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[personal profile] mtvessel
Mar 2007
Never Let Me Go - Kazuo Ishiguro - Faber and Faber, 2006
* * * *
This is going to be a peculiarly difficult review to write. On the one hand, I really want to talk about the main theme of this book because it is both interesting and profoundly relevant. On the other, I don’t want to give away exactly what it is because it might spoil the story for those who haven’t read it. I’ll do my best, but I may get it wrong. Bear with me.

The story is told from the point of view of Kathy H., a thirty-something carer, and concerns her relationships with Tommy and Ruth, two of her fellow students at the apparently idyllic institution of Hailsham. We learn very early on that there is something special about the children of Hailsham. Although never stated, they all appear to be orphans (the adult staff are called “guardians” rather than teachers) and have a special destiny. They also seem peculiarly isolated from the rest of society (the story is set in England in the 1990s).

Kathy herself has a chatty and distinctly unliterary style, darting from one vivid school memory to the next. These are beautifully done - Ishiguro is a master of the telling detail, and the descriptions of the whimsical fads and secret phrases that develop amongst the institutionalised children are totally believable. The characterisations of the hunky but dumb Tommy and the manipulative and fantasising Ruth, not to mention Kathy herself, are also subtle and brilliant, with the ups and downs of their relationships charted through apparently casual conversational remarks that have profound consequences, both at Hailsham and later when they enter the wider world. Every scene has a dramatic tension and the book never feels flat.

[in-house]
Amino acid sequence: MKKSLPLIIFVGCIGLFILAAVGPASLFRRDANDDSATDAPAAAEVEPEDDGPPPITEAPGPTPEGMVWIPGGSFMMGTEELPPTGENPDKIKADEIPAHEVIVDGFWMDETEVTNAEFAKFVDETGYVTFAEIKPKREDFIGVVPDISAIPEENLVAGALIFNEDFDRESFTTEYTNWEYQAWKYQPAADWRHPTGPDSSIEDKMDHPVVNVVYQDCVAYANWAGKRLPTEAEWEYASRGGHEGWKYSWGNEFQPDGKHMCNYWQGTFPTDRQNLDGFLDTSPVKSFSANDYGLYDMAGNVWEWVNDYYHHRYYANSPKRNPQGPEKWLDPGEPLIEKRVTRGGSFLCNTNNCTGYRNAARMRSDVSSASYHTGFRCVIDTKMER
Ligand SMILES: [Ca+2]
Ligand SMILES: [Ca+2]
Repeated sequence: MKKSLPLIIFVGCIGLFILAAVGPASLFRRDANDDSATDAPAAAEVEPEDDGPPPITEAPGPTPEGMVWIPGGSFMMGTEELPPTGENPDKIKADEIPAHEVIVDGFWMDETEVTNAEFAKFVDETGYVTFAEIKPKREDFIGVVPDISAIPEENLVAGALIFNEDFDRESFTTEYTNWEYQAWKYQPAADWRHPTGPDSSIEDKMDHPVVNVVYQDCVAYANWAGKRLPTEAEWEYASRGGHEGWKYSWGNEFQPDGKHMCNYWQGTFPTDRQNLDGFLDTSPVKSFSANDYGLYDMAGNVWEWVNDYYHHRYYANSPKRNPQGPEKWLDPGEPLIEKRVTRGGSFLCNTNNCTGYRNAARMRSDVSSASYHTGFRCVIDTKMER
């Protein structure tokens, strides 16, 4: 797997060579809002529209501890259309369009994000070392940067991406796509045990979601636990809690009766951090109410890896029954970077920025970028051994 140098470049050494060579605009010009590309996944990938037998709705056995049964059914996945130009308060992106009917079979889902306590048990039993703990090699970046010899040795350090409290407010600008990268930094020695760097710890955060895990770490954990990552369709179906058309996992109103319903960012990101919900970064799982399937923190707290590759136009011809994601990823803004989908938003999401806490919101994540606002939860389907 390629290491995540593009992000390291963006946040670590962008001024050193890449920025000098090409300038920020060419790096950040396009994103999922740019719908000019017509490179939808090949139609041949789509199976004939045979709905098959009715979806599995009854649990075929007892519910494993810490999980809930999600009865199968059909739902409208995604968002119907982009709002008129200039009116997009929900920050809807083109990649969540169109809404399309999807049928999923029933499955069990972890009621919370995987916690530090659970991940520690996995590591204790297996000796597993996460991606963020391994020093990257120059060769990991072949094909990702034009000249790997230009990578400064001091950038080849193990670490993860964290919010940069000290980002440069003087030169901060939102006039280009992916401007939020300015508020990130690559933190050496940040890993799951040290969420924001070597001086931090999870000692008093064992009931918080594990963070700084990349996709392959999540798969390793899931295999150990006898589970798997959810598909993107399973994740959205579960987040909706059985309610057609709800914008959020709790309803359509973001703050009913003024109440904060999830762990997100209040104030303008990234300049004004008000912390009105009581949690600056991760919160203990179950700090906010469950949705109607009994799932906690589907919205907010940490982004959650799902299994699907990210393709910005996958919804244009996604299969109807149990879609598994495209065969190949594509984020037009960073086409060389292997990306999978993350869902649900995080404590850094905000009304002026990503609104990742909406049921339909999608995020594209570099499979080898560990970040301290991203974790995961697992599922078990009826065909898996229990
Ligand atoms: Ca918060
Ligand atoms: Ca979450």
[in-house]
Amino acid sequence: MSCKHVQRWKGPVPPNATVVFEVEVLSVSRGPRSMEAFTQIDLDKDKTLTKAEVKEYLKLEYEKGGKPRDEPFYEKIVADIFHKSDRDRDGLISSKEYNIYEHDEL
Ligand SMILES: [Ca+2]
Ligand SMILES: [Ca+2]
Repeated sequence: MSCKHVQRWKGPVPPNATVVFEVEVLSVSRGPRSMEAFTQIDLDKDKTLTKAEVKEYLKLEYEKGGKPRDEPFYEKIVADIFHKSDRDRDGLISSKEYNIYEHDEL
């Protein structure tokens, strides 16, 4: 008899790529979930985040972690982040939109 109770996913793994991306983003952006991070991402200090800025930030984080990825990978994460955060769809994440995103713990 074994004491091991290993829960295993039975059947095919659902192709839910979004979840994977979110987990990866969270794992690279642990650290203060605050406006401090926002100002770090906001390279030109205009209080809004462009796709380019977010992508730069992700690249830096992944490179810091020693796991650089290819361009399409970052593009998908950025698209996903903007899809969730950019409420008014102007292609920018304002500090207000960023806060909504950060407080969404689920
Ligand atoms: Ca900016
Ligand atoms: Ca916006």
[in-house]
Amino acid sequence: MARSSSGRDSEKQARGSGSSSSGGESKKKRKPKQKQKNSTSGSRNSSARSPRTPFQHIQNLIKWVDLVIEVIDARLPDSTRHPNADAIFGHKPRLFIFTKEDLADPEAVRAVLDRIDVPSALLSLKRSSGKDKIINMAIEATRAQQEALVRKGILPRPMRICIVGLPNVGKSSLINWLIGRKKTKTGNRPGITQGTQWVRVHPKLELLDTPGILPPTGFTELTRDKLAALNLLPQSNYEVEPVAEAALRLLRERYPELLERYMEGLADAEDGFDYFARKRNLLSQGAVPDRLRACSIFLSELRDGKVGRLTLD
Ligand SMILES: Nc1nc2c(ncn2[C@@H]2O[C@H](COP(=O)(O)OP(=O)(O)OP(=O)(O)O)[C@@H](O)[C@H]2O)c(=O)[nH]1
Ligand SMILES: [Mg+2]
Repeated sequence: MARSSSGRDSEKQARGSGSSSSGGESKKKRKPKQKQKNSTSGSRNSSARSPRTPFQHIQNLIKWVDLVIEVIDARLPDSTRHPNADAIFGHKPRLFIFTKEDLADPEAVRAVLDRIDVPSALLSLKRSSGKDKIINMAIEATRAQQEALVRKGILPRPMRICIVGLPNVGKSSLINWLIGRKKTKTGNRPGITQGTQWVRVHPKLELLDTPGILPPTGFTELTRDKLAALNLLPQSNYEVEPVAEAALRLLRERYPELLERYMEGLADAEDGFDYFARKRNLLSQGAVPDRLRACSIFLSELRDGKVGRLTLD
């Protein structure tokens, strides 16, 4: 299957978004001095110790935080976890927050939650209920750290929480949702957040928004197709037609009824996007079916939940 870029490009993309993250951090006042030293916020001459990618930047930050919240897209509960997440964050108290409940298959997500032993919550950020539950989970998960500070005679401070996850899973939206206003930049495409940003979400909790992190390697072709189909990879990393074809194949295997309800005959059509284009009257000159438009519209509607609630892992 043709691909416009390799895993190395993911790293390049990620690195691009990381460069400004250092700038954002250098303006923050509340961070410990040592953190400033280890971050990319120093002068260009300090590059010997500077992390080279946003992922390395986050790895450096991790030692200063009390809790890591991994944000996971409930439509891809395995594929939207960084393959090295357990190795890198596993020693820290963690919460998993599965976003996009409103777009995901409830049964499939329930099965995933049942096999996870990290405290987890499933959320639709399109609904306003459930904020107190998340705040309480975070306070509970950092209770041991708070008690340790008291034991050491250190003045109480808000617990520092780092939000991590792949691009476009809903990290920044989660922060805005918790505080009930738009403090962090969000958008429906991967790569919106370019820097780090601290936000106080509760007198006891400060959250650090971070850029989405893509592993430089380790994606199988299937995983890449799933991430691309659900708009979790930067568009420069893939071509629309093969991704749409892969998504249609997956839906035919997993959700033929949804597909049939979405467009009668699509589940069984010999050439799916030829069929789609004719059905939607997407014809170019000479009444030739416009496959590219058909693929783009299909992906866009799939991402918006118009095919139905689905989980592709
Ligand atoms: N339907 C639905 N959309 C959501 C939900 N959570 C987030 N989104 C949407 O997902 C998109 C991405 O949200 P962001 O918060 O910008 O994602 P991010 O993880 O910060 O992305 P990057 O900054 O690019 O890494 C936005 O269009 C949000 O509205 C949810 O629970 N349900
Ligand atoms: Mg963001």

Nonetheless, there is clearly something odd about the whole set-up, and the weakness of the book is that this is only partially explained when the true goings on are eventually revealed. I don’t think it’s giving too much away to say that the main theme is science fictional in nature, and the problem is that Ishiguro is not a science fiction writer. If he were, he would know the importance of world building, of creating an alternative society in which the idea will work. To be fair, he has a go, but he makes the same mistake as P.D. James does in The Children of Men in assuming that the public will casually accept a particular state of affairs without a murmur. Let me put it this way - I consider myself to be something of a moral coward, but there is no way in hell that I or any other person with a conscience would agree to the literally horrific Faustian bargain that is generally accepted in Ishiguro’s alternative 1990s. For the story to work, something else in addition to the events described must have happened to drastically alter the prevailing moral mindset, but Ishiguro gives no hint as to what this might have been.

Yes, I appreciate that the whole story is supposed to be a metaphor (just as P.D. James was trying to do satire in The Children of Men), but to do a novel in a realistic mode and then have us swallow a grotesque implausibility simply to make the metaphor work isn’t on. If you want to write metaphorical fiction you must either use a non-realistic setting such as an alien world or a fantasyland, or you must write in mythic mode, ideally as a short story or novella so that the reader does not have enough time to start asking awkward questions (Ursula Le Guin did something akin to Ishiguro brilliantly in one of hers - I won’t say which). A real-world setting must, by definition, be realistic, with the full range and complexity of human responses to a situation.

The result, for me at least, is that the supposedly moving ending fell flat. I had too many questions about the world and found myself disengaged from characters that despite the detailed descriptions of the minutiae of their relationships were ultimately shown to be fictional constructs. This book is, I am afraid, another example of why mainstream writers should never, ever be allowed to write science fiction. The power of Ishiguro’s writing is in the things that are not said, but which are hinted at through small details. This reticence, however, is fatal to the plausibility of his tale.

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